Only Behaviour Change Can Stop Surge in Covid-19 Infections

When the coronavirus pandemic began late 2019, most Zimbabweans never took it seriously.

Many were misled by social media platforms, where it was peddled that Covid-19 is only for whites and only comes in winter.

Even though we as a nation experienced some infections in early 2020, they were not so high. This gave a sense of false hope and many people started dropping their guards. Many experts wondered if there would be waves of cases, a pattern seen in other virus pandemics.

But with the relaxation of rules the overall pattern has been one of increasing cases of Covid-19, with a surge in the summer more than it was in winter. A cruel warning bell was heard in every household.

Covid-19 has shown that it does not respect people. It has come back with such venom which was never expected. Now Zimbabwe has witnessed and it is still witnessing a high number of infections followed by a great number of those succumbing to the disease. The whole world is experiencing a “second wave” of cases.

Zimbabwe has been left with more questions about this unseen, but cruel pandemic. We are all asking what is the reason of this surge?

Covid-19 is prevented by personal hygiene and the virus can be killed by washing with soap. However, it is our attitude towards the virus which determines whether we are able to fight it or not. This pandemic will kill more people and will change our behaviour. Our behaviour has been the major reason for the spreading of the virus.

Human behaviour is the major factor which spreads the virus. People’s attitude towards the pandemic gives them kick-backs which are ever so powerful and cruel than the kick back in a corruption deal.

Zimbabweans of all walks differed in their response to the pandemic. Some follow Covid-19 precautions, such as physical distancing, hand-washing and mask-wearing. Others are not as prescriptive in requiring these measures or in restricting certain high risk activities.

Some engaged into parties in clear defiance of rules to break Covid-19.

In some cities, towns and communities, public places are closed or practising limitations (such as how many people are allowed inside at one time); others are operating normally. Some Government and community leaders encourage or even mandate mask wearing and physical distancing in public areas. Others say it is a matter of personal choice.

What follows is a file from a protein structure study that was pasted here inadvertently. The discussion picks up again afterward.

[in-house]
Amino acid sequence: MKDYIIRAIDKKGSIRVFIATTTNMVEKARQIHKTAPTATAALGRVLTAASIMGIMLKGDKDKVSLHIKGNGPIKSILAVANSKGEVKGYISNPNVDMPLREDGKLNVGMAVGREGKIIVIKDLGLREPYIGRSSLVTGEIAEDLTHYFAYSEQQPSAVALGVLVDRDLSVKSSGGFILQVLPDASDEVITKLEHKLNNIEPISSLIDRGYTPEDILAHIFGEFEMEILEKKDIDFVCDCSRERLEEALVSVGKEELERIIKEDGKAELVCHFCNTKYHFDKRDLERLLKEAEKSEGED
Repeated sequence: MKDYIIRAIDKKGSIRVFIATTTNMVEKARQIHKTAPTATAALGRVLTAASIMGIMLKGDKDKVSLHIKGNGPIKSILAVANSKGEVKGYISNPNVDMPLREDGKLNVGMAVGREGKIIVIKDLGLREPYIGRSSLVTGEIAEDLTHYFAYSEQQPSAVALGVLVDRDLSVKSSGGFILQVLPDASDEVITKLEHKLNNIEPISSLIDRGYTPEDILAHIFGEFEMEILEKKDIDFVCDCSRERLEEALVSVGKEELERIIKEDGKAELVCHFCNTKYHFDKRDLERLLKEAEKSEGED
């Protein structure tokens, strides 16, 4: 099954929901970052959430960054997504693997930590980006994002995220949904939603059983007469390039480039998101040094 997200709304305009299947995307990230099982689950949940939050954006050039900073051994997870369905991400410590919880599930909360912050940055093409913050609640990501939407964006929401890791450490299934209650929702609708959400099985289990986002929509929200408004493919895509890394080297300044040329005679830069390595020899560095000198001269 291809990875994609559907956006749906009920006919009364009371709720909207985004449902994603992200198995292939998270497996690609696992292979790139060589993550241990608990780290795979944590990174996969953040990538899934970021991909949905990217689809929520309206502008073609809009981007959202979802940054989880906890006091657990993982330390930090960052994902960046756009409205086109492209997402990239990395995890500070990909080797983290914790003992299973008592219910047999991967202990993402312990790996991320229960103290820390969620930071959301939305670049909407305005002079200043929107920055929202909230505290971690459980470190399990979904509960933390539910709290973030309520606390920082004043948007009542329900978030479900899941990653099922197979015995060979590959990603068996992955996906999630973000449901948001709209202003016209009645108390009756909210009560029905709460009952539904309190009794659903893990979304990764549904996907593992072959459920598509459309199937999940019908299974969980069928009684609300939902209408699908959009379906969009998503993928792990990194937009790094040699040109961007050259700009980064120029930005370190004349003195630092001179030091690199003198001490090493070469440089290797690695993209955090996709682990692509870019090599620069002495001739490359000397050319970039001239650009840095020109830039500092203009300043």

This virus could have been stopped if people had adhered to the restrictions. Many people started politicising the virus until they could not escape the cruel jaws of the virus. People just need to take precautions as this will increase their chances of surviving the virus.

However, the relationship between those precautions and cases of Covid-19 is clear: In areas where fewer people are wearing masks and more are gathering indoors to eat, drink, observe religious practices, celebrate and socialise, even with family, cases are on the rise.

Many Christians think that Covid-19 is a test of faith. They forget that even in the time of Jesus, people were quarantined and sometimes God gives you ways of defeating the pandemic and in our stupidity we confuse foolishness with the act of faith.

Also, places where people live or work closely together (multigenerational households, long-term care facilities, prisons and some types of businesses) have also tended to see the spread of the coronavirus. Infections at “super spreader” gatherings of people where one infected person or more transmits the virus to many others continue to occur.

Some abuse their authority to gather at parties, funerals only to infect many people. Zimbabwe has lost two ministers, several security officers, nurses and doctors to Covid-19. It is only when one close to you dies that you realise that coronavirus is real.

The spike in the Covid-19 cases does not reflect the increase in testing. Testing does not give you Covid-19.

It simply tells you that you are positive or negative. So blaming the testing is like blaming a mirror for showing dirt in your face.

During the second wave, the actual number of people getting sick with the coronavirus is increasing.